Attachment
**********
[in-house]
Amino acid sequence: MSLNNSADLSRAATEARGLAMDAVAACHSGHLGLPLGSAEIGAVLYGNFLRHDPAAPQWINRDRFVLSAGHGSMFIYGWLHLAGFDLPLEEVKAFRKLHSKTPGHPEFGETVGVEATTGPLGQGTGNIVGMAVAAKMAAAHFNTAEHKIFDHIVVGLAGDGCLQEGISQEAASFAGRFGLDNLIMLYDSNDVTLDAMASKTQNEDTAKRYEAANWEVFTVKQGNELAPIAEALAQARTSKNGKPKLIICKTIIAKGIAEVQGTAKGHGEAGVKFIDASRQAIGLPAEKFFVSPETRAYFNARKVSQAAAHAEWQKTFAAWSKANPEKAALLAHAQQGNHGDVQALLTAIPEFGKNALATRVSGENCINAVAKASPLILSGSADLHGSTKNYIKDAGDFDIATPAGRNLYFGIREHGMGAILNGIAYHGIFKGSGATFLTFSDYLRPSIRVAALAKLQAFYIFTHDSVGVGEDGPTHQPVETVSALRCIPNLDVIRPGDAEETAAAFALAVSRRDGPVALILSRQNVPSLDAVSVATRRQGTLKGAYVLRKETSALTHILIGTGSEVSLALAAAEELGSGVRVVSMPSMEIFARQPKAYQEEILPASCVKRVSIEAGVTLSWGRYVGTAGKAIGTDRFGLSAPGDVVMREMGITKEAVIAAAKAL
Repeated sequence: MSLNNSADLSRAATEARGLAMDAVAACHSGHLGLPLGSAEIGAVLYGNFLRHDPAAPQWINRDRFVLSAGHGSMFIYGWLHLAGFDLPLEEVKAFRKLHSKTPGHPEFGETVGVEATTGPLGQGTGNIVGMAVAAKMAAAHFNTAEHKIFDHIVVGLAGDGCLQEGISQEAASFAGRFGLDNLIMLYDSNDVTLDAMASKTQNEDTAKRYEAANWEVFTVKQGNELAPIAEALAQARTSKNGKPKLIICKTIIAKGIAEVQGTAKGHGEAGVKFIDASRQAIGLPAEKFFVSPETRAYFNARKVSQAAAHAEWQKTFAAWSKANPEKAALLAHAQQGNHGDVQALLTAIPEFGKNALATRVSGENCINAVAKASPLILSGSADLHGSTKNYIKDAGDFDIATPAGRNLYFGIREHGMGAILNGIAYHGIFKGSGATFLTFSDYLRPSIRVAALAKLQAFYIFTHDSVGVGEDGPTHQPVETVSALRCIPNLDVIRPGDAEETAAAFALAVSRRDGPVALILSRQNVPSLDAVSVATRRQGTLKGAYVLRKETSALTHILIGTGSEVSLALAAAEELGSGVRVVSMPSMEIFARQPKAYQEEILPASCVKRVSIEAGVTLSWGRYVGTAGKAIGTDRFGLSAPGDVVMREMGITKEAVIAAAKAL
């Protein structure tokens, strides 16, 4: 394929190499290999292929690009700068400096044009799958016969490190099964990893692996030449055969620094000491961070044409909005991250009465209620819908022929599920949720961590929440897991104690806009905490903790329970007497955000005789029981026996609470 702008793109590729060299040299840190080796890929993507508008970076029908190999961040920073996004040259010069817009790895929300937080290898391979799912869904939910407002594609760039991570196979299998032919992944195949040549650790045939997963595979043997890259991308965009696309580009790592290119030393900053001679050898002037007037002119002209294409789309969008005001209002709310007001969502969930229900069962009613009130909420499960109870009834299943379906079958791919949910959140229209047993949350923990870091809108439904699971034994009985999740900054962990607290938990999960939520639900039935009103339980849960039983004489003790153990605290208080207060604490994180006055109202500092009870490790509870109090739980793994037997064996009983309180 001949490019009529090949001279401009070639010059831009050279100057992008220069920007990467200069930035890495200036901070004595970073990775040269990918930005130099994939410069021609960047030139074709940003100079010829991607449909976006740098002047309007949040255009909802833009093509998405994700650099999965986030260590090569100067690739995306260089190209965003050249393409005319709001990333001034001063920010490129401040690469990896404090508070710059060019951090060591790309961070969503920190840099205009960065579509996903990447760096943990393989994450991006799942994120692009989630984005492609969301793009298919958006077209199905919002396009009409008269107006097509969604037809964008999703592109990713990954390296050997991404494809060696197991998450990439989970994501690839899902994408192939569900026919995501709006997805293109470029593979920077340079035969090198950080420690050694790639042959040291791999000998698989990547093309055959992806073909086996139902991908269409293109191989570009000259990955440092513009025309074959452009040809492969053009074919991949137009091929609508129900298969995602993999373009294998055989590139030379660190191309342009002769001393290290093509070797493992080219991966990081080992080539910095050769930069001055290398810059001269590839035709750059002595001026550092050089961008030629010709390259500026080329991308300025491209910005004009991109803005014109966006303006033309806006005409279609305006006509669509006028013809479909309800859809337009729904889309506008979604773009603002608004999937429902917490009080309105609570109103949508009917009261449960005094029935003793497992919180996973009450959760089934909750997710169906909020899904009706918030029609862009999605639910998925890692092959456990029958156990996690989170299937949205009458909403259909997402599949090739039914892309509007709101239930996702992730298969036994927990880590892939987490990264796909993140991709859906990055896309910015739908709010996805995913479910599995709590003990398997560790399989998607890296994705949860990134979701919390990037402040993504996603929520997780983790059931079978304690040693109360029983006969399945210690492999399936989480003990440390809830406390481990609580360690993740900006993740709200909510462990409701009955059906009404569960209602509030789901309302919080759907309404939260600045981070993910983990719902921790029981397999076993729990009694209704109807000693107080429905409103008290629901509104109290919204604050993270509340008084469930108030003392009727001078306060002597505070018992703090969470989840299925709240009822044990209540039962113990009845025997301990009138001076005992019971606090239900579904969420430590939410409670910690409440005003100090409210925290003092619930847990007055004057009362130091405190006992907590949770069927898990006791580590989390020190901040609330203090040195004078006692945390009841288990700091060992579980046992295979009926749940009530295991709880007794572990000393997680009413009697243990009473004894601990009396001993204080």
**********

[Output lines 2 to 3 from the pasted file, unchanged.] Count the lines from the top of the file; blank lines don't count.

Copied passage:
Amino acid sequence: MSLNNSADLSRAATEARGLAMDAVAACHSGHLGLPLGSAEIGAVLYGNFLRHDPAAPQWINRDRFVLSAGHGSMFIYGWLHLAGFDLPLEEVKAFRKLHSKTPGHPEFGETVGVEATTGPLGQGTGNIVGMAVAAKMAAAHFNTAEHKIFDHIVVGLAGDGCLQEGISQEAASFAGRFGLDNLIMLYDSNDVTLDAMASKTQNEDTAKRYEAANWEVFTVKQGNELAPIAEALAQARTSKNGKPKLIICKTIIAKGIAEVQGTAKGHGEAGVKFIDASRQAIGLPAEKFFVSPETRAYFNARKVSQAAAHAEWQKTFAAWSKANPEKAALLAHAQQGNHGDVQALLTAIPEFGKNALATRVSGENCINAVAKASPLILSGSADLHGSTKNYIKDAGDFDIATPAGRNLYFGIREHGMGAILNGIAYHGIFKGSGATFLTFSDYLRPSIRVAALAKLQAFYIFTHDSVGVGEDGPTHQPVETVSALRCIPNLDVIRPGDAEETAAAFALAVSRRDGPVALILSRQNVPSLDAVSVATRRQGTLKGAYVLRKETSALTHILIGTGSEVSLALAAAEELGSGVRVVSMPSMEIFARQPKAYQEEILPASCVKRVSIEAGVTLSWGRYVGTAGKAIGTDRFGLSAPGDVVMREMGITKEAVIAAAKAL
Repeated sequence: MSLNNSADLSRAATEARGLAMDAVAACHSGHLGLPLGSAEIGAVLYGNFLRHDPAAPQWINRDRFVLSAGHGSMFIYGWLHLAGFDLPLEEVKAFRKLHSKTPGHPEFGETVGVEATTGPLGQGTGNIVGMAVAAKMAAAHFNTAEHKIFDHIVVGLAGDGCLQEGISQEAASFAGRFGLDNLIMLYDSNDVTLDAMASKTQNEDTAKRYEAANWEVFTVKQGNELAPIAEALAQARTSKNGKPKLIICKTIIAKGIAEVQGTAKGHGEAGVKFIDASRQAIGLPAEKFFVSPETRAYFNARKVSQAAAHAEWQKTFAAWSKANPEKAALLAHAQQGNHGDVQALLTAIPEFGKNALATRVSGENCINAVAKASPLILSGSADLHGSTKNYIKDAGDFDIATPAGRNLYFGIREHGMGAILNGIAYHGIFKGSGATFLTFSDYLRPSIRVAALAKLQAFYIFTHDSVGVGEDGPTHQPVETVSALRCIPNLDVIRPGDAEETAAAFALAVSRRDGPVALILSRQNVPSLDAVSVATRRQGTLKGAYVLRKETSALTHILIGTGSEVSLALAAAEELGSGVRVVSMPSMEIFARQPKAYQEEILPASCVKRVSIEAGVTLSWGRYVGTAGKAIGTDRFGLSAPGDVVMREMGITKEAVIAAAKAL